Charles Clift
Senior Consulting Fellow, Centre on Global Health Security
Another report on how the world should address disease outbreaks like Ebola has some sound analysis but some questionable recommendations. The central issue is how to address outbreaks swiftly so that they never become crises like Ebola.
A healthcare worker cleans a tent screen at an Ebola treatment centre in Coyah, Guinea, on 10 September 2015. Photo via Getty Images.A healthcare worker cleans a tent screen at an Ebola treatment centre in Coyah, Guinea, on 10 September 2015. Photo via Getty Images.

Today sees the publication of the second major report analysing the failures in the global response to the Ebola crisis, produced by an independent panel convened by the Harvard Global Health Institute and the London School of Hygiene & Tropical Medicine (LSHTM). This follows the first report by the WHO-commissioned Ebola Interim Assessment Panel (EAIP) published in June this year. Three more major reports are due to follow in the next few months - by the National Academy of Medicine, a UN High-Level Panel and the International Health Regulations (IHR) Review Committee.

The latest report

The Harvard-LSHTM panel report is a great improvement on that of the EIAP. Its recommendations are based on a careful analysis of what went wrong with the national and international response. The failure to detect and report the outbreak in Guinea early enough and the fact that the initial response, once it was reported, was not robust were principal reasons why the outbreak spread to Liberia and Sierra Leone and the capital cities of all three countries. Then some of the governments were reluctant to admit the extent of the outbreak for fear of the international and economic repercussions, and international response teams were withdrawn from Guinea and Liberia in May 2014 when cases decreased while transmission of the disease continued, with Sierra Leone declaring an Ebola outbreak to the World Health Organization (WHO) in late May. Meanwhile the WHO’s in-country technical capacity was weak and, at this critical stage, in spite of urgings from Médecins Sans Frontières and others, the WHO did not mobilize global assistance – a failure of ‘technical judgement and political leadership’.   

The report then goes on to criticize in measured terms the WHO’s failure to declare until 8 August, five months after Guinea and Liberia had first notified the WHO of their outbreaks, a Public Health Emergency of International Concern (PHEIC), saying it had ‘ample reason to raise international attention by convening the Emergency Committee or declaring a public health emergency of international concern earlier.’

Evaluating the report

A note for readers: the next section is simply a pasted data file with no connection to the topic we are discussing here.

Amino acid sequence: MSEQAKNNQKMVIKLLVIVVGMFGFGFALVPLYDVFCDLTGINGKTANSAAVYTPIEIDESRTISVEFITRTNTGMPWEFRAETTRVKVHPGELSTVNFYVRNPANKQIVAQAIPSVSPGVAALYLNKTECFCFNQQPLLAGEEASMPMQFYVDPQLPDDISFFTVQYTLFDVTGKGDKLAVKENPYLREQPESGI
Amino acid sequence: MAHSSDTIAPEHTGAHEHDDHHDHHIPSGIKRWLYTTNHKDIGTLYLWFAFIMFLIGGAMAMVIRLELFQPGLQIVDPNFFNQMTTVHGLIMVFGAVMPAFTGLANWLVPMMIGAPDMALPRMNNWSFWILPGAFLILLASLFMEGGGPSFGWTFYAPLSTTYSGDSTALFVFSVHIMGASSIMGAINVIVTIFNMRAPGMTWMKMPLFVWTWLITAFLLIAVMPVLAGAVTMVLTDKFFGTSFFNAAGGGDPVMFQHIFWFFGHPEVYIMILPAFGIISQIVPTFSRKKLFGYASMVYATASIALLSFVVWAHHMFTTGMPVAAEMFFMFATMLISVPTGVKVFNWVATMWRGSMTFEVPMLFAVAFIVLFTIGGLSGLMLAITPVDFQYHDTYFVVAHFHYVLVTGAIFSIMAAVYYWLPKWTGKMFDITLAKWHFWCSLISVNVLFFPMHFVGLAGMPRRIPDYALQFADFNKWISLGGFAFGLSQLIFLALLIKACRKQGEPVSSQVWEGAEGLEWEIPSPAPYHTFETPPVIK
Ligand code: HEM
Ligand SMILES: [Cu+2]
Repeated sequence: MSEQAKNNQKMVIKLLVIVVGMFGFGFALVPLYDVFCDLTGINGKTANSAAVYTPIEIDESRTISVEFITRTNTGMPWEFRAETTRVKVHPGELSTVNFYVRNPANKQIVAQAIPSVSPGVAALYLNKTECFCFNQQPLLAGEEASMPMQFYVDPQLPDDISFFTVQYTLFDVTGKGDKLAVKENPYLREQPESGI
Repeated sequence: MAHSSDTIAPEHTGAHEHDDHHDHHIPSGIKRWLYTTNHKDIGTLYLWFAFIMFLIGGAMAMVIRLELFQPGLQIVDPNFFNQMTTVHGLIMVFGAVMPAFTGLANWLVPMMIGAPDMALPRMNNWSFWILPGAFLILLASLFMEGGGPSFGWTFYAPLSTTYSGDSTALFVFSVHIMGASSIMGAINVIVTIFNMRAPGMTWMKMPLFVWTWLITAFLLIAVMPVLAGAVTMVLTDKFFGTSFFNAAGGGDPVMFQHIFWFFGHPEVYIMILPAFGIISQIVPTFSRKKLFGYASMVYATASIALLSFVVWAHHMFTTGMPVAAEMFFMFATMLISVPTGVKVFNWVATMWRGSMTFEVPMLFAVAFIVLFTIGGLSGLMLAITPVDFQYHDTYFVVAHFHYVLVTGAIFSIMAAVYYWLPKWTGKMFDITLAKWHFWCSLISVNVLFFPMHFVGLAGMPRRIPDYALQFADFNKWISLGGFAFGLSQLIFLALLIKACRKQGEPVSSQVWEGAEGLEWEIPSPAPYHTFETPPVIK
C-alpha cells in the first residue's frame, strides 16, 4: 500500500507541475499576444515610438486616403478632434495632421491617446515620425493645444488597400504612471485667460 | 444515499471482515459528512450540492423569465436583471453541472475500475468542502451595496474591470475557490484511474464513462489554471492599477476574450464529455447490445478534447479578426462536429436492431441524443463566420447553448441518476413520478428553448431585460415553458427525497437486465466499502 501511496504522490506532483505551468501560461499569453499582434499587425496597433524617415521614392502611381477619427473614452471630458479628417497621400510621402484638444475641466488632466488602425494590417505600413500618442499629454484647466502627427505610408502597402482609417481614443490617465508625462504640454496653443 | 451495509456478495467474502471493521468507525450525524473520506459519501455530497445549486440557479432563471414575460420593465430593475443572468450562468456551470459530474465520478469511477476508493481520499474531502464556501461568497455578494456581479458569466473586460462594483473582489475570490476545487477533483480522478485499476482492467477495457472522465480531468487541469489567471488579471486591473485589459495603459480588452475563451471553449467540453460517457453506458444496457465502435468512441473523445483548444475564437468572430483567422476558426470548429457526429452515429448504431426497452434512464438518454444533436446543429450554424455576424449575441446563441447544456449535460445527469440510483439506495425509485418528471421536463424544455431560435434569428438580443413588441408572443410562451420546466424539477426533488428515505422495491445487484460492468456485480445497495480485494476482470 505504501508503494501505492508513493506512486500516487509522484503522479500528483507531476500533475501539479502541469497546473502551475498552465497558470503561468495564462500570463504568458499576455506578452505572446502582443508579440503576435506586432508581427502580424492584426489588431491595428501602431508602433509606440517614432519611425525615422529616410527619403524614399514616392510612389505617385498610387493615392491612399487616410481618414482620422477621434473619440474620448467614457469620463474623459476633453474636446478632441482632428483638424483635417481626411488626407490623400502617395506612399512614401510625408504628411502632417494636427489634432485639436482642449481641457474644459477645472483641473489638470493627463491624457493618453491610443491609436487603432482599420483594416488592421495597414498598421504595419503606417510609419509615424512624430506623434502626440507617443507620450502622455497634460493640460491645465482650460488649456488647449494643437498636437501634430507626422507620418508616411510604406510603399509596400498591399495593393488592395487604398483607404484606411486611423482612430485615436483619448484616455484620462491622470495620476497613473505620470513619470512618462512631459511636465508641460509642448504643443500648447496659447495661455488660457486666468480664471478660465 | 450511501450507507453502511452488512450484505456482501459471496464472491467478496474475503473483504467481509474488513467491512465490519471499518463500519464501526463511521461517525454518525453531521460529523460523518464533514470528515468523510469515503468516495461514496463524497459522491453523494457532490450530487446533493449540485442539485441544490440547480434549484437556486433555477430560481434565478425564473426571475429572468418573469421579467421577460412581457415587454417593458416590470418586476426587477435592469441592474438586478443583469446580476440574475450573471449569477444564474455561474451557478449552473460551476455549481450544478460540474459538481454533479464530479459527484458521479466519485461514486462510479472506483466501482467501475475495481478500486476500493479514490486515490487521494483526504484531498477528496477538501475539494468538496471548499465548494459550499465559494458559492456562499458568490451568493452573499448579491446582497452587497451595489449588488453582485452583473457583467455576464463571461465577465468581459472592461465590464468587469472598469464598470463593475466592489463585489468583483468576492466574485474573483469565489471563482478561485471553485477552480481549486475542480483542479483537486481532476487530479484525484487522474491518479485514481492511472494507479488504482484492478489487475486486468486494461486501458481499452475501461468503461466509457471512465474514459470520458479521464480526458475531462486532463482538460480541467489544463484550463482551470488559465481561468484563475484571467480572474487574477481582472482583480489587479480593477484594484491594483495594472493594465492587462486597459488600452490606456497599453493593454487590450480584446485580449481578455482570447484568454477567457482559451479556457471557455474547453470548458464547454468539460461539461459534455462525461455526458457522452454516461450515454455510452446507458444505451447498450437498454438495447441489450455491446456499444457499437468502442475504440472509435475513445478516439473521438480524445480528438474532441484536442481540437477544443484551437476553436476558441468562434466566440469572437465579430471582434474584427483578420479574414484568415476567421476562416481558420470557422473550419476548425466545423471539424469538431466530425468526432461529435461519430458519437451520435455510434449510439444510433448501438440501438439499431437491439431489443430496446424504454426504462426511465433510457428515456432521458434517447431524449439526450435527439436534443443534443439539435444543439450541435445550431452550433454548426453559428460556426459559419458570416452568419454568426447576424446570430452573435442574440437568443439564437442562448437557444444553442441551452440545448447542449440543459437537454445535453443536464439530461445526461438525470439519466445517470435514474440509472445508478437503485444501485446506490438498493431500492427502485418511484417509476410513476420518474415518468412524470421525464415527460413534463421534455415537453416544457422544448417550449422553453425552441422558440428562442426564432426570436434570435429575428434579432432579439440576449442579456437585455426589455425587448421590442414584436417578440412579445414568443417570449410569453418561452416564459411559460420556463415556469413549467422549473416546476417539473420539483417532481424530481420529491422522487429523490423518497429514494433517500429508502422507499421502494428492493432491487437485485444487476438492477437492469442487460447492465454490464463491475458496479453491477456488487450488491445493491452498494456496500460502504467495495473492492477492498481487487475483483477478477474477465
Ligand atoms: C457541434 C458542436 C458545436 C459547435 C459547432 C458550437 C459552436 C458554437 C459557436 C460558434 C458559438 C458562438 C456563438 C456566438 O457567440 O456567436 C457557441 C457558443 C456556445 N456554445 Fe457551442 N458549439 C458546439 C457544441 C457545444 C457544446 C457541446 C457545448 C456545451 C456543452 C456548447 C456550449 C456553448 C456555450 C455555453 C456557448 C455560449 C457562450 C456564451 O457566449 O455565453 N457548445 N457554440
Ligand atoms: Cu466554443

The report is clearly a measured but evident criticism of the WHO and Director-General Margaret Chan’s leadership. Ashish Jha, co-chair of the Panel, was more forthcoming in the Lancet’s press release:  ‘The most egregious failure was by WHO in the delay in sounding the alarm… The cost of the delay was enormous’.  The recommendations for a Standing Emergency Committee, taking power from the director-general, and the recommendations on WHO reform reflect this criticism.

It also lends support for a wholesale reform of the WHO, although the how is not well defined in the report, which would unlock the willingness of member states to provide unrestricted funding to the organization. Given the experience of its five-year reform programme to date, one must question how realistic it is that the WHO’s member states will regard this as a deal they wish to do. This year’s World Health Assembly, which rejected a five-per cent increase in unrestricted funding, suggests otherwise.

On the other hand, it has a propensity for proposing new committees – the Standing Emergency Committee, the UN Accountability Commission, and the UN Security Council Global Health Committee − all of which might dilute WHO’s authority. And many have questioned whether all these new committees really address the central issue, which is how to tackle outbreaks swiftly and effectively so that they never become crises like Ebola.

A final point is that the WHO, with others, did a good job in the end on the research and development (R&D) agenda related to Ebola, including a successful but limited test of an Ebola vaccine. The recommendations in this area are sound, although the number of proposals for global funds to tackle R&D on outbreaks, antibiotics, vaccines, drugs and devices is increasingly confusing.

A multiplicity of reports

Apart from the five panels of global health experts (two of them self-appointed) offering advice to the WHO and the international community on the Ebola response, the WHO established in July its own Advisory Group on Reform of WHO’s Work in Outbreaks and Emergencies (AGROE) which has just produced its own first report. It has to be questioned whether, in a rational world, this would be the right way to proceed. The recommendations in AGROE’s first report already differ from those in the EIAP and Harvard-LSHTM. The imminent further reports will no doubt further muddy the waters. This proliferation of reports complicates decision-making for the WHO and the international community and also exacerbates the WHO’s natural defensiveness and politicizes the whole issue in ways that may not be helpful to achieving a better global response mechanism to disease outbreaks. Could there be a better way?

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